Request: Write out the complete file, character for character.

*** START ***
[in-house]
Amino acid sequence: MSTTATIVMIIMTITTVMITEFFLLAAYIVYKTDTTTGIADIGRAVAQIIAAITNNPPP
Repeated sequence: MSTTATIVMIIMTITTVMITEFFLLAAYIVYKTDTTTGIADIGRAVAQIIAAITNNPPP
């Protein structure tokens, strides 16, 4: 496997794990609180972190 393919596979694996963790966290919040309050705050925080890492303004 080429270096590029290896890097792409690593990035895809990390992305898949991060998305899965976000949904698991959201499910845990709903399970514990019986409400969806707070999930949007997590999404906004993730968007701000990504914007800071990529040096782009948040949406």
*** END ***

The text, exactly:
[in-house]
Amino acid sequence: MSTTATIVMIIMTITTVMITEFFLLAAYIVYKTDTTTGIADIGRAVAQIIAAITNNPPP
Repeated sequence: MSTTATIVMIIMTITTVMITEFFLLAAYIVYKTDTTTGIADIGRAVAQIIAAITNNPPP
């Protein structure tokens, strides 16, 4: 496997794990609180972190 393919596979694996963790966290919040309050705050925080890492303004 080429270096590029290896890097792409690593990035895809990390992305898949991060998305899965976000949904698991959201499910845990709903399970514990019986409400969806707070999930949007997590999404906004993730968007701000990504914007800071990529040096782009948040949406």